1
$\begingroup$

Let us consider the following schedule :

\begin{array}{lcr} \mbox{$T_1$} & \mbox{$T_2$}\\ \\ \mbox{lock-exclusive(a)} \\ \mbox{lock-exclusive(b)} \\ \mbox{read(a)} \\ \mbox{a=a+50} \\ \mbox{write(a)} \\ \mbox{unlock(a)} \\ \mbox{} & \mbox{lock-exclusive(a)}\\ \mbox{} & \mbox{read(a)}\\ \mbox{} & \mbox{a=a+50}\\ \mbox{} & \mbox{write(a)}\\ \mbox{} & \mbox{unlock(a)}\\ \mbox{read(b)} \\ \mbox{b=b+100} \\ \mbox{write(b)} \\ \mbox{unlock(b)} \\ \end{array}

Since in the schedule the lock on $a$ is released, it is possible for the transaction $T_2$ to acquire the lock on $a$. Now the transaction $T_2$ reads the value of $a$ which was written by transaction $T_1$. This implies that if the transaction $T_1$ aborts, the transaction $T_2$ must be aborted for consistency purposes. Does it mean that even though a conservative two phase protocol is used, the schedules may not necesssarily be cascadeless?

| cite | improve this question | | | | |
$\endgroup$
  • $\begingroup$ Database and concurrency experts, can you propose meaningful tags? $\endgroup$ – Raphael Jan 12 '16 at 19:11
1
$\begingroup$

Yes, the conservative 2PL does not garantuee cascadelessness. Requesting all locks at the beginning of the transaction is used to prevent deadlocks.

If you want to prevent cascading rollbacks, you need to have a look at how the locks are released. There are two versions of the 2PL-Protocol that garantuee cascadeless schedules: the strong 2PL and the rigorous 2PL, which is even stricter.

Schedules that satisfy the strong 2PL may release read-locks at any time and all write-lock at the end of the transaction. Schedules that satisfy the rigorous 2PL may only release all locks at the end of the transaction.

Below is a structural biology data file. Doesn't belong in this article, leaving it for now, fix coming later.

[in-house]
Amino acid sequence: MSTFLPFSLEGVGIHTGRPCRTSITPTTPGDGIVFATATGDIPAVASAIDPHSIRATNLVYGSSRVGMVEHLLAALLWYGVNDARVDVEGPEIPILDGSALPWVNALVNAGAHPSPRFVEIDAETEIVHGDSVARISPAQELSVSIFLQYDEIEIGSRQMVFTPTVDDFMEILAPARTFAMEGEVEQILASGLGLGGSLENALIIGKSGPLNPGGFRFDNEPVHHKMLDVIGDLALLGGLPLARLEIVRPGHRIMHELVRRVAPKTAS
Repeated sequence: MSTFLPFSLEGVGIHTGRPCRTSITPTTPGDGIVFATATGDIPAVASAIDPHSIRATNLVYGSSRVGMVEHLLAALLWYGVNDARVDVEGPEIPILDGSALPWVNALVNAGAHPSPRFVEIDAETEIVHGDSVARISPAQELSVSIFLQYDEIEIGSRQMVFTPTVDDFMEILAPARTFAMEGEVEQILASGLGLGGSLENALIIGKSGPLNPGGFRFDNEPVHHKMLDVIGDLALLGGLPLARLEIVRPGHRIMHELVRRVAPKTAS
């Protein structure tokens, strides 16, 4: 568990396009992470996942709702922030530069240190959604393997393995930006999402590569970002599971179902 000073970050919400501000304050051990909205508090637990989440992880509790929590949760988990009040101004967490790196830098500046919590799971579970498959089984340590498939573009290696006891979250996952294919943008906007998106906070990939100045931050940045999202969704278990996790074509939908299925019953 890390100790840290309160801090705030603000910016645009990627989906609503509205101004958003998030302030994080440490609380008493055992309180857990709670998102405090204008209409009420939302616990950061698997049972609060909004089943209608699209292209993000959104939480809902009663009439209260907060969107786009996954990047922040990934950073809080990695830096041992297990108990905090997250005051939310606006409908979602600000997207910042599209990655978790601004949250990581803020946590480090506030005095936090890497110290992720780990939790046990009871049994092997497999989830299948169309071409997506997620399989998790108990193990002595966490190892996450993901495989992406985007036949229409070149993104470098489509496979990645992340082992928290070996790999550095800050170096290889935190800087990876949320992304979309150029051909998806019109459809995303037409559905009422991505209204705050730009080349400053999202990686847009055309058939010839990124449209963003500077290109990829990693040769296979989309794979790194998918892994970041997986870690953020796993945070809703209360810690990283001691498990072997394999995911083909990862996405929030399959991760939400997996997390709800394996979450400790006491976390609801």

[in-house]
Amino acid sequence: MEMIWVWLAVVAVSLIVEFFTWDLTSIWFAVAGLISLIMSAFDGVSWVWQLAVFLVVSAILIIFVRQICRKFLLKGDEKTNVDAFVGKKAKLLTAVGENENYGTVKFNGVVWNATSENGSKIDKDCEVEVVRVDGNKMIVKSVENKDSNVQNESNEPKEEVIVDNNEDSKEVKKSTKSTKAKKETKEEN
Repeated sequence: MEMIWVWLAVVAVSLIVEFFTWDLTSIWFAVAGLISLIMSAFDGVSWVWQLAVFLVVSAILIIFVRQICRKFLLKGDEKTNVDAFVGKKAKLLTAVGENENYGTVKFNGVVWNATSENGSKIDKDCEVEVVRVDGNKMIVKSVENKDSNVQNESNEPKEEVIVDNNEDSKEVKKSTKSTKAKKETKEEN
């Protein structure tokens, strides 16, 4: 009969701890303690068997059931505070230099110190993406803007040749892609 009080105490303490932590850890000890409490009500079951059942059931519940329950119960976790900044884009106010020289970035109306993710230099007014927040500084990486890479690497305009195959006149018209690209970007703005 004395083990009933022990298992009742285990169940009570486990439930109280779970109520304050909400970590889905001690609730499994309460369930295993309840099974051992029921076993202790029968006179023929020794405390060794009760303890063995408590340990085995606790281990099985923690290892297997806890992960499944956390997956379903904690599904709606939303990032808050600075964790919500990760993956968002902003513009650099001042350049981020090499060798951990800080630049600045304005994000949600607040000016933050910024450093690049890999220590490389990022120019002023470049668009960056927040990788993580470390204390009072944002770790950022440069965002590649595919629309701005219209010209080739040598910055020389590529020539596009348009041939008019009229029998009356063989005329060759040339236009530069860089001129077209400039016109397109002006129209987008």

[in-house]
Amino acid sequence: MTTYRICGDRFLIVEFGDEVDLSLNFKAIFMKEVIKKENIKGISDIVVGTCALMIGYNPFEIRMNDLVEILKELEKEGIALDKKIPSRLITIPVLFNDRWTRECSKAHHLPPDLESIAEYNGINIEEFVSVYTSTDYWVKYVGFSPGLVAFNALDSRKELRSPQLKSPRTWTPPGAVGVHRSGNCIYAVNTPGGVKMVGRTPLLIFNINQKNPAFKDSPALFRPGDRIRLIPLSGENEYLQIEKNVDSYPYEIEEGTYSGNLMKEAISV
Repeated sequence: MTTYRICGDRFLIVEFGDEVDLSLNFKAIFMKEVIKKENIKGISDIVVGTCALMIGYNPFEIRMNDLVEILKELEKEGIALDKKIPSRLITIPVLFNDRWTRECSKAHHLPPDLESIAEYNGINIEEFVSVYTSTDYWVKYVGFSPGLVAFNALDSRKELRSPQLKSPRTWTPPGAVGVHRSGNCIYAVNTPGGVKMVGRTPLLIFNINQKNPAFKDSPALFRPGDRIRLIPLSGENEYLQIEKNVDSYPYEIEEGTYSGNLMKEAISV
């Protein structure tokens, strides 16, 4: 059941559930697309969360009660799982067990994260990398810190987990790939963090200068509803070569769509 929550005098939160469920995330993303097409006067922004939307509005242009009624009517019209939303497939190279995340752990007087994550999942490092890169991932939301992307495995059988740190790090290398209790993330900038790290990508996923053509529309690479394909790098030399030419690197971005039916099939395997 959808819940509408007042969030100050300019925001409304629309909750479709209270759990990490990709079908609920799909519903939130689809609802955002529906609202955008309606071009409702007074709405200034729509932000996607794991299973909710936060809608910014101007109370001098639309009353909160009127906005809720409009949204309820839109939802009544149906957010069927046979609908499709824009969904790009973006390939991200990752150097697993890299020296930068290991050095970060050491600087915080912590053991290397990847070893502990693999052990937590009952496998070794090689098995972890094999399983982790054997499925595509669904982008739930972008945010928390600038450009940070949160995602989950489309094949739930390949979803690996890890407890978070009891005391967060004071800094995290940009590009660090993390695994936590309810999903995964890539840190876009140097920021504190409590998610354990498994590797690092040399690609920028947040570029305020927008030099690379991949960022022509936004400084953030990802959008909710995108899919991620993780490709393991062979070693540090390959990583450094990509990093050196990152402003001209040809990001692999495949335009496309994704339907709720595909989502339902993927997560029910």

Lets have a look at what happens to your schedule if you use the conservative and rigorous (or strong) 2PL.

\begin{array}{lcr} \mbox{$T_1$} & \mbox{$T_2$}\\ \\ \mbox{lock-exclusive(a)} \\ \mbox{lock-exclusive(b)} \\ \mbox{read(a)} \\ \mbox{a=a+50} \\ \mbox{write(a)} \\ \mbox{read(b)} \\ \mbox{b=b+100} \\ \mbox{write(b)} \\ \mbox{unlock(a)} \\ \mbox{unlock(b)} \\ \mbox{} & \mbox{lock-exclusive(a)}\\ \mbox{} & \mbox{read(a)}\\ \mbox{} & \mbox{a=a+50}\\ \mbox{} & \mbox{write(a)}\\ \mbox{} & \mbox{unlock(a)}\\ \end{array}

Because $T_1$ is not allowed to do $\mbox{unlock(a)}$, $T_2$ can not request the lock and therefore can not start. $T_1$ continues until the end and releases its lock. Now $T_2$ can start.

You can also see here that a conservative, rigorous 2PL leads to a serial execution of Transactions that access the same variables.

| cite | improve this answer | | | | |
$\endgroup$
  • $\begingroup$ does C2PL guarantee recoverability? $\endgroup$ – SanketSSJ5 Jan 27 '17 at 14:50

Your Answer

By clicking “Post Your Answer”, you agree to our terms of service, privacy policy and cookie policy

Not the answer you're looking for? Browse other questions tagged or ask your own question.